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Fort George Gets Dolphin Friendly

17 February 2008

Among the most treasured and famous residents of the Moray Firth are its pod of around 130 bottlenose dolphins. So when Historic Scotland embarked on a major construction project at the shore’s edge it was keen to ensure that no harm would come to the marine mammals.

The agency has taken expert advice from Scottish Natural Heritage (SNH) to find ways of building a large rock armour barrier in a dolphin-friendly manner. Repairs are being carried out to the walls of the 18th century artillery fort and the barrier will prevent them being undone by wave action.

Unless the job is done at the right time and in a sensitive way there is a risk that vibrations from the two 14-tonne excavators and large dumper being used for the work could frighten them away.

James MacPherson, Historic Scotland district architect, said: “The dolphins love the waters round the fort, in fact lots of visitors come here in the hope of seeing them playing in the water.

“As we were carrying out a major project to create a rock armour barrier along the edge of the water we were obviously concerned about the impact on the environment.

“Colleagues from SNH have been enormously helpful and have given us advice on the best strategies to avoid scaring the dolphins away with all the noise and vibration from the machinery.”

Study of the dolphin’s behaviour shows that the waters round the fort are among their top two favourite sports in the firth. It is unclear exactly why the animals like this area so much but it is likely to be crucial to aspects of their life-cycle – such as breeding and feeding. They often come as little as 20 metres or so from the shore.

As the population is small and vulnerable, it is especially important to care for them. In order to avoid disturbance to the dolphins SNH advised that the entire operation to create the 210 metre long by three metre tall barrier should be done outside the May to September period when the dolphins are most likely to be present.

Historic Scotland has been able to make sure the contract is completed as swiftly as possible so when the dolphins turn up the area will be quiet and peaceful again.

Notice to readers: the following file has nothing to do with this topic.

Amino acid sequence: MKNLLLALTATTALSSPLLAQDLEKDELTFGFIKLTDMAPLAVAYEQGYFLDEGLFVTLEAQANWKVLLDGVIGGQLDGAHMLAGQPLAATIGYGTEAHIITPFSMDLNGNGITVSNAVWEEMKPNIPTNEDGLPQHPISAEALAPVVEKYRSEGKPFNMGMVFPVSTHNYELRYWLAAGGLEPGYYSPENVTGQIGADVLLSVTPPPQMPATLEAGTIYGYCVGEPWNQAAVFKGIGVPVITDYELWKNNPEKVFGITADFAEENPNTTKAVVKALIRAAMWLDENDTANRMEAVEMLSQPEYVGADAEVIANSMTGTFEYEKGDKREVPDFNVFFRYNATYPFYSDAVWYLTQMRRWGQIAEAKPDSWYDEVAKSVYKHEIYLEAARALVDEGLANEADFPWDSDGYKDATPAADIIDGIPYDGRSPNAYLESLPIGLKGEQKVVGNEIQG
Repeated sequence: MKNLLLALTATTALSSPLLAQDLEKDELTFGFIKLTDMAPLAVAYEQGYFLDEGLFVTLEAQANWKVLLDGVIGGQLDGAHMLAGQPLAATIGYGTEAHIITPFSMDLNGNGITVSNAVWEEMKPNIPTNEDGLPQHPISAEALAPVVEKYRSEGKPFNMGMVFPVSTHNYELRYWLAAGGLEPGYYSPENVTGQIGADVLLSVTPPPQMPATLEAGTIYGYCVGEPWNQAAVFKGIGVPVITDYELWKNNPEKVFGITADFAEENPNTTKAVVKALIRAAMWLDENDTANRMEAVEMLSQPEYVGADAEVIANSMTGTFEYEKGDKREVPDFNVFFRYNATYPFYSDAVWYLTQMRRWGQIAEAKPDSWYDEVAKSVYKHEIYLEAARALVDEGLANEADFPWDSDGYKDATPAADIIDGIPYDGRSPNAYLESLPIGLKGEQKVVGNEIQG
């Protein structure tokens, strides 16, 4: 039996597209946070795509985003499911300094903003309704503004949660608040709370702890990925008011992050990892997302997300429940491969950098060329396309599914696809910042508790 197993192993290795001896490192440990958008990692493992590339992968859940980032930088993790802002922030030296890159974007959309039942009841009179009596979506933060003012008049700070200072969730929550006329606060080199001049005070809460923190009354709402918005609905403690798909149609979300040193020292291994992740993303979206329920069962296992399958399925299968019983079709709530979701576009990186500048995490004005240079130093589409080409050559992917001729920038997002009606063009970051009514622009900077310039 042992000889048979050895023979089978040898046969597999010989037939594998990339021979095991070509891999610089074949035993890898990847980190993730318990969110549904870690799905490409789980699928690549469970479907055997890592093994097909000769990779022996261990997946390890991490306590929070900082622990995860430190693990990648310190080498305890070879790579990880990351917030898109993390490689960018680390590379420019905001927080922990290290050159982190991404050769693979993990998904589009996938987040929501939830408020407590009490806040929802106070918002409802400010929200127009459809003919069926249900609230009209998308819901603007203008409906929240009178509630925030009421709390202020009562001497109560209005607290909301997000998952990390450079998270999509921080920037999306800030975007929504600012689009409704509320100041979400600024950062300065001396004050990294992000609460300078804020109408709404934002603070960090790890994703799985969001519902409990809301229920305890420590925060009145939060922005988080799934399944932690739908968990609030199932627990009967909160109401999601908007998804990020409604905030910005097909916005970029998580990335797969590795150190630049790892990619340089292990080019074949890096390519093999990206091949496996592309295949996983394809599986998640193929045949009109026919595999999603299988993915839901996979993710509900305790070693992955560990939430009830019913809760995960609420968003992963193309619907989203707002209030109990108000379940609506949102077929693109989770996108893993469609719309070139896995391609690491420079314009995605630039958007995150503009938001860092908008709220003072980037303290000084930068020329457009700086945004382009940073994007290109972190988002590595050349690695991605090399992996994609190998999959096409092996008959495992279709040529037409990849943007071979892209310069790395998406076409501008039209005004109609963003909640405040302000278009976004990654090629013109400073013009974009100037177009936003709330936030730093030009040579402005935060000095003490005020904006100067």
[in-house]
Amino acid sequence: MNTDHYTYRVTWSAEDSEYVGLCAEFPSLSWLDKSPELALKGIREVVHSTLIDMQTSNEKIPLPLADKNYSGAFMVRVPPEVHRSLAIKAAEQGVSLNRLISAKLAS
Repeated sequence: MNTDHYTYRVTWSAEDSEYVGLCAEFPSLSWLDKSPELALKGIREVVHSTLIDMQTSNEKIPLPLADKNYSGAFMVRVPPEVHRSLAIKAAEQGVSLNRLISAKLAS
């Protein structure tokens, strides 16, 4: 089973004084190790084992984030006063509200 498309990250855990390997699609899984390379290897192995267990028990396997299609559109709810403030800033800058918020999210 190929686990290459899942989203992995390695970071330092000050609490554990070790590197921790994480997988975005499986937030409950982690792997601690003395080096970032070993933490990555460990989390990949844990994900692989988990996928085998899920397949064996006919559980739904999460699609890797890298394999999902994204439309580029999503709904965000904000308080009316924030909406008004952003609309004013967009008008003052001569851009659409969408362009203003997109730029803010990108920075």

Ben Leyshon, SNH area officer, said: “We are delighted to have been able to give advice on this project.

“The bottlenose dolphins are a very special feature of the Moray Firth and we try to work with everyone in the area to make sure they are safeguarded.

“We know that vibration from shore-side machinery travels some distance into the water and the effect can be to startle them so they leave.

“But by doing things at the right time and in the right way we have found that it possible to carry out projects in a way that suits the needs of people and dolphins.”



Notes for editors

  • Fort George is six miles west of Nairn and 11 miles north east of Inverness off the A96. Telephone 01667 460232.
  • Tickets are £6.50 for adults, £3.25 for children and £5 for concessions.
  • The fort was built by King George II as a defence against further Jacobite risings after the defeat of Bonnie Prince Charlie in 1746.
  • It was completed in 1769 and was the mightiest artillery fortress in Britain, if not Europe.
  • The fort – still a functioning barracks – was never seen military action. It’s greatest threat comes from erosion by waves and the weather.
  • The repairs to the fort walls are needed after 250 years in which they have been battered by waves from the Moray Firth.
  • The rock armour wall, which will not disrupt views of the Moray Firth, will either be removed or reduced in height after around two years.
  • Co-operation between SNH and HS over the rock armour will benefit the natural and built environment respectively.

For further information


Matthew Shelley
Historic Scotland
Marketing and Media
0131 668 8734
matthew.shelley@scotland.gsi.gov.uk